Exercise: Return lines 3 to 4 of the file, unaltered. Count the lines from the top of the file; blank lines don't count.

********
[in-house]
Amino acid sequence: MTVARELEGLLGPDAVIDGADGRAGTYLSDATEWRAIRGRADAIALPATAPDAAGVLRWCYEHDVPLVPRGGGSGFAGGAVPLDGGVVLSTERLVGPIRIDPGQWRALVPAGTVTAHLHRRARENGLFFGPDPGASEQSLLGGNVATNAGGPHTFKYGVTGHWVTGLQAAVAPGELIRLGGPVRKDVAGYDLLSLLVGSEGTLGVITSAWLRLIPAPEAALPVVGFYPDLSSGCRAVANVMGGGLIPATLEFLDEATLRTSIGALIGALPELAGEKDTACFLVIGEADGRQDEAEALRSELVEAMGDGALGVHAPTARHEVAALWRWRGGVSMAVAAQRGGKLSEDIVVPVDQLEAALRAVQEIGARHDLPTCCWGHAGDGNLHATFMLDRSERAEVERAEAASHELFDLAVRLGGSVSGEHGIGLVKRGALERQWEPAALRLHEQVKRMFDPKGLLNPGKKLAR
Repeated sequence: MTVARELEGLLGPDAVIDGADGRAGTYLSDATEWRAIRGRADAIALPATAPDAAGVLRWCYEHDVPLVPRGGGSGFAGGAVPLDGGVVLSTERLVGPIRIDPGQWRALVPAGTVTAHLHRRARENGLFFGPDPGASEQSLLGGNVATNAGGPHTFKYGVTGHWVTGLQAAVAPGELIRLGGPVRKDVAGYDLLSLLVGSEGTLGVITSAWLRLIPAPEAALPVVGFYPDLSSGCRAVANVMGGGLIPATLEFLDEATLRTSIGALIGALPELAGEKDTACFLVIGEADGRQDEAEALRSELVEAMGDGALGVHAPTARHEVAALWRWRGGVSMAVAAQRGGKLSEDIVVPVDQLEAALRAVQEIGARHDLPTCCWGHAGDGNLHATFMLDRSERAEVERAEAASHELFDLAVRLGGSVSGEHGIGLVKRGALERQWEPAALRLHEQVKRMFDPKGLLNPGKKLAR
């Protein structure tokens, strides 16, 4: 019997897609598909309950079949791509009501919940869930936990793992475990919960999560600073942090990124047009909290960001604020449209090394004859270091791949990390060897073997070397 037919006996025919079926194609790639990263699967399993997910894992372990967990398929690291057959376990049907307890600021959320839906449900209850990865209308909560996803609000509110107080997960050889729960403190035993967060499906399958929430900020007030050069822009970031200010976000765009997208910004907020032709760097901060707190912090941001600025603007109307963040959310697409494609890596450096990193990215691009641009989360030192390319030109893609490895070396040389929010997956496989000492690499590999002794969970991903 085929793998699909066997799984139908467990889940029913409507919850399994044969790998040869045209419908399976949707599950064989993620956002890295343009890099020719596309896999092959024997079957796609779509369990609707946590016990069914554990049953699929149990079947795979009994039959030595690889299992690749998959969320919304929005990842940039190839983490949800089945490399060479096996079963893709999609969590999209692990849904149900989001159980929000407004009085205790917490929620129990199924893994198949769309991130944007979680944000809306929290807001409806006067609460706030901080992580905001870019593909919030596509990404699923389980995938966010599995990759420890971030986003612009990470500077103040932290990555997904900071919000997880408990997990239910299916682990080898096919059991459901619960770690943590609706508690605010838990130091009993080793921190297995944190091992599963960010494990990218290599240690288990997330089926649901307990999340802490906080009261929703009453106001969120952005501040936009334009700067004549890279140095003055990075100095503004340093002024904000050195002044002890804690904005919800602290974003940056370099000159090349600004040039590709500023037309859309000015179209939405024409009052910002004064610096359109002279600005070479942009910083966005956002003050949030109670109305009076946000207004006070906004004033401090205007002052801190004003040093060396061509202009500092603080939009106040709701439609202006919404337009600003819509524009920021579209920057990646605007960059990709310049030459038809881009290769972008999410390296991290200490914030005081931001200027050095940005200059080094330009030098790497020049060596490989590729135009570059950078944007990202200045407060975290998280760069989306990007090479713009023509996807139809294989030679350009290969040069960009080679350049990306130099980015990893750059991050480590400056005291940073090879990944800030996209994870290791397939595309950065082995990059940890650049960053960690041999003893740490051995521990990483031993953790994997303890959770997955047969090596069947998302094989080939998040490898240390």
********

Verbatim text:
Repeated sequence: MTVARELEGLLGPDAVIDGADGRAGTYLSDATEWRAIRGRADAIALPATAPDAAGVLRWCYEHDVPLVPRGGGSGFAGGAVPLDGGVVLSTERLVGPIRIDPGQWRALVPAGTVTAHLHRRARENGLFFGPDPGASEQSLLGGNVATNAGGPHTFKYGVTGHWVTGLQAAVAPGELIRLGGPVRKDVAGYDLLSLLVGSEGTLGVITSAWLRLIPAPEAALPVVGFYPDLSSGCRAVANVMGGGLIPATLEFLDEATLRTSIGALIGALPELAGEKDTACFLVIGEADGRQDEAEALRSELVEAMGDGALGVHAPTARHEVAALWRWRGGVSMAVAAQRGGKLSEDIVVPVDQLEAALRAVQEIGARHDLPTCCWGHAGDGNLHATFMLDRSERAEVERAEAASHELFDLAVRLGGSVSGEHGIGLVKRGALERQWEPAALRLHEQVKRMFDPKGLLNPGKKLAR
């Protein structure tokens, strides 16, 4: 019997897609598909309950079949791509009501919940869930936990793992475990919960999560600073942090990124047009909290960001604020449209090394004859270091791949990390060897073997070397 037919006996025919079926194609790639990263699967399993997910894992372990967990398929690291057959376990049907307890600021959320839906449900209850990865209308909560996803609000509110107080997960050889729960403190035993967060499906399958929430900020007030050069822009970031200010976000765009997208910004907020032709760097901060707190912090941001600025603007109307963040959310697409494609890596450096990193990215691009641009989360030192390319030109893609490895070396040389929010997956496989000492690499590999002794969970991903 085929793998699909066997799984139908467990889940029913409507919850399994044969790998040869045209419908399976949707599950064989993620956002890295343009890099020719596309896999092959024997079957796609779509369990609707946590016990069914554990049953699929149990079947795979009994039959030595690889299992690749998959969320919304929005990842940039190839983490949800089945490399060479096996079963893709999609969590999209692990849904149900989001159980929000407004009085205790917490929620129990199924893994198949769309991130944007979680944000809306929290807001409806006067609460706030901080992580905001870019593909919030596509990404699923389980995938966010599995990759420890971030986003612009990470500077103040932290990555997904900071919000997880408990997990239910299916682990080898096919059991459901619960770690943590609706508690605010838990130091009993080793921190297995944190091992599963960010494990990218290599240690288990997330089926649901307990999340802490906080009261929703009453106001969120952005501040936009334009700067004549890279140095003055990075100095503004340093002024904000050195002044002890804690904005919800602290974003940056370099000159090349600004040039590709500023037309859309000015179209939405024409009052910002004064610096359109002279600005070479942009910083966005956002003050949030109670109305009076946000207004006070906004004033401090205007002052801190004003040093060396061509202009500092603080939009106040709701439609202006919404337009600003819509524009920021579209920057990646605007960059990709310049030459038809881009290769972008999410390296991290200490914030005081931001200027050095940005200059080094330009030098790497020049060596490989590729135009570059950078944007990202200045407060975290998280760069989306990007090479713009023509996807139809294989030679350009290969040069960009080679350049990306130099980015990893750059991050480590400056005291940073090879990944800030996209994870290791397939595309950065082995990059940890650049960053960690041999003893740490051995521990990483031993953790994997303890959770997955047969090596069947998302094989080939998040490898240390």